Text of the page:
Altogether, an excellent book, and one I would heartily recommend. It was, I should probably mention, a little on the optimistic side, even to the point of being unrealistic, but that's not always a bad thing. On the Beach  is another excellent, vintage post-apocalyptic work (published in 1957), and it just depressed the heck out of me.

Friday, September 20, 2013

Buffalo Stampede

Buffalo Stampede by Zane Grey
My father was a huge Zane Grey fan, but I don't believe I'd ever actually read one of his books. He'd certainly written enough of them -- at least 90, including those that were published posthumously. At least 110 movies have been made, based on his novels.

Buffalo Stampede was first published as a 12-part serial in Ladies Home Journal in 1924 and 1925. It's original title was The Thundering Herd (which, actually, I like much better.) It surprised me that the book was originally aimed at a female audience.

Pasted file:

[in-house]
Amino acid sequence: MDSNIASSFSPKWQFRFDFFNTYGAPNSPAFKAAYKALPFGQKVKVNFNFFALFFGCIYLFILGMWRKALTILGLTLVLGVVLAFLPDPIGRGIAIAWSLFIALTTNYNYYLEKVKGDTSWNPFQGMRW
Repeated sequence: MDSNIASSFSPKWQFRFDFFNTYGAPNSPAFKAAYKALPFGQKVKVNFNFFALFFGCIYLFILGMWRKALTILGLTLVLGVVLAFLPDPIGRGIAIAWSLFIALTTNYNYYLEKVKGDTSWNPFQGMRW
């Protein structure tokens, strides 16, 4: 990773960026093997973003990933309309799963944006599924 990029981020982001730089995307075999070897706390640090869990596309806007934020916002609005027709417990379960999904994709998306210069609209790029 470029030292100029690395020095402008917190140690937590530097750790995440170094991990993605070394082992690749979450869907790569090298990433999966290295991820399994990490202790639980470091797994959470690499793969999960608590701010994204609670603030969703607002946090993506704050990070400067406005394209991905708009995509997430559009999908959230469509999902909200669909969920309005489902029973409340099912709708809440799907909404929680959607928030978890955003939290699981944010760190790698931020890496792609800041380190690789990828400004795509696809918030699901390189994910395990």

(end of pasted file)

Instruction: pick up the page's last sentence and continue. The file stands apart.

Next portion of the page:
All in all, I greatly enjoyed this book. The characters are a little thin, I think, but I got completely got caught up in the excitement of the buffalo hunt. Zane's strength, in this book at least, is that he really makes you feel just what it was like to be there, in an era that is long gone, hunting an animal that will never dominate the plains again.

Thursday, September 19, 2013

Fifty Shades Darker: Book Two of the Fifty Shades Trilogy

Fifty Shades Darker
Really, I just wanted to know what all the fuss was about.

Fifty Shades of Grey, as you're probably aware is a runaway best seller -- an enormously successful work in the field of erotic fiction. I guess I should specify financially successful -- I make no claims about its literary merit.

So, of course, I wanted to take a look at it. I didn't want to actually spend money on it, however, so I reserved it at my local library, where I found myself #591 on the list. I guess I should be grateful that the library has it at all -- it's been removed from a lot of libraries all over the country.